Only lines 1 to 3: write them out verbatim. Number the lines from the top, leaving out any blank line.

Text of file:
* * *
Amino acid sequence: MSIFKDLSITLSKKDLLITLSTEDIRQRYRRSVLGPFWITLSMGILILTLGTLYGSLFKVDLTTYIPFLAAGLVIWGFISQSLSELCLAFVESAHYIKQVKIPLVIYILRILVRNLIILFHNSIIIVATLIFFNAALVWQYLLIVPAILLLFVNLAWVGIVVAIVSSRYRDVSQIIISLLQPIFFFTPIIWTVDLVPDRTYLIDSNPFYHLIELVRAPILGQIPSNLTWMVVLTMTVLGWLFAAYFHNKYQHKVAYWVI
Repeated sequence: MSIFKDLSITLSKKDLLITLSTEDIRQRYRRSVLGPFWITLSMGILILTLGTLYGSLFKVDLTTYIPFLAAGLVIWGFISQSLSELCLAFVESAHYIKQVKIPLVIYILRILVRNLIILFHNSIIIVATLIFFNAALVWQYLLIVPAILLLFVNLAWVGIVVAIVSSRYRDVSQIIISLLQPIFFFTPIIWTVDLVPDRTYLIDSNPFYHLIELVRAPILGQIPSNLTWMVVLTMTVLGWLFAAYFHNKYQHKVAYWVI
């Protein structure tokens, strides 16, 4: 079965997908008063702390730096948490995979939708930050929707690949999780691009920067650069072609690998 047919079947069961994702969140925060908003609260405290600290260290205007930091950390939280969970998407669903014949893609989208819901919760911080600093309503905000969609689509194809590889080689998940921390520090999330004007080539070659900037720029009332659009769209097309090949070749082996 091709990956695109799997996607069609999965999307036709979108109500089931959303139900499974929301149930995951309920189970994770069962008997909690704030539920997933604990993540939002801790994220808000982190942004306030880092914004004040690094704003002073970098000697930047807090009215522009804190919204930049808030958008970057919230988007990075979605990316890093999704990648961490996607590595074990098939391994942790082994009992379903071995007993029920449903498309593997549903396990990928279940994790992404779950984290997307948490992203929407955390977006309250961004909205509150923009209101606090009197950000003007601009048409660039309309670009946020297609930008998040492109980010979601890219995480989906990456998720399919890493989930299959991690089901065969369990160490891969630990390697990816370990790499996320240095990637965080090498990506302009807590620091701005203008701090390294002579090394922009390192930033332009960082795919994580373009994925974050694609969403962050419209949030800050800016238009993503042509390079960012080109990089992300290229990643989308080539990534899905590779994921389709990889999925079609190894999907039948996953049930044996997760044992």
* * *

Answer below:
Amino acid sequence: MSIFKDLSITLSKKDLLITLSTEDIRQRYRRSVLGPFWITLSMGILILTLGTLYGSLFKVDLTTYIPFLAAGLVIWGFISQSLSELCLAFVESAHYIKQVKIPLVIYILRILVRNLIILFHNSIIIVATLIFFNAALVWQYLLIVPAILLLFVNLAWVGIVVAIVSSRYRDVSQIIISLLQPIFFFTPIIWTVDLVPDRTYLIDSNPFYHLIELVRAPILGQIPSNLTWMVVLTMTVLGWLFAAYFHNKYQHKVAYWVI
Repeated sequence: MSIFKDLSITLSKKDLLITLSTEDIRQRYRRSVLGPFWITLSMGILILTLGTLYGSLFKVDLTTYIPFLAAGLVIWGFISQSLSELCLAFVESAHYIKQVKIPLVIYILRILVRNLIILFHNSIIIVATLIFFNAALVWQYLLIVPAILLLFVNLAWVGIVVAIVSSRYRDVSQIIISLLQPIFFFTPIIWTVDLVPDRTYLIDSNPFYHLIELVRAPILGQIPSNLTWMVVLTMTVLGWLFAAYFHNKYQHKVAYWVI
């Protein structure tokens, strides 16, 4: 079965997908008063702390730096948490995979939708930050929707690949999780691009920067650069072609690998 047919079947069961994702969140925060908003609260405290600290260290205007930091950390939280969970998407669903014949893609989208819901919760911080600093309503905000969609689509194809590889080689998940921390520090999330004007080539070659900037720029009332659009769209097309090949070749082996 091709990956695109799997996607069609999965999307036709979108109500089931959303139900499974929301149930995951309920189970994770069962008997909690704030539920997933604990993540939002801790994220808000982190942004306030880092914004004040690094704003002073970098000697930047807090009215522009804190919204930049808030958008970057919230988007990075979605990316890093999704990648961490996607590595074990098939391994942790082994009992379903071995007993029920449903498309593997549903396990990928279940994790992404779950984290997307948490992203929407955390977006309250961004909205509150923009209101606090009197950000003007601009048409660039309309670009946020297609930008998040492109980010979601890219995480989906990456998720399919890493989930299959991690089901065969369990160490891969630990390697990816370990790499996320240095990637965080090498990506302009807590620091701005203008701090390294002579090394922009390192930033332009960082795919994580373009994925974050694609969403962050419209949030800050800016238009993503042509390079960012080109990089992300290229990643989308080539990534899905590779994921389709990889999925079609190894999907039948996953049930044996997760044992």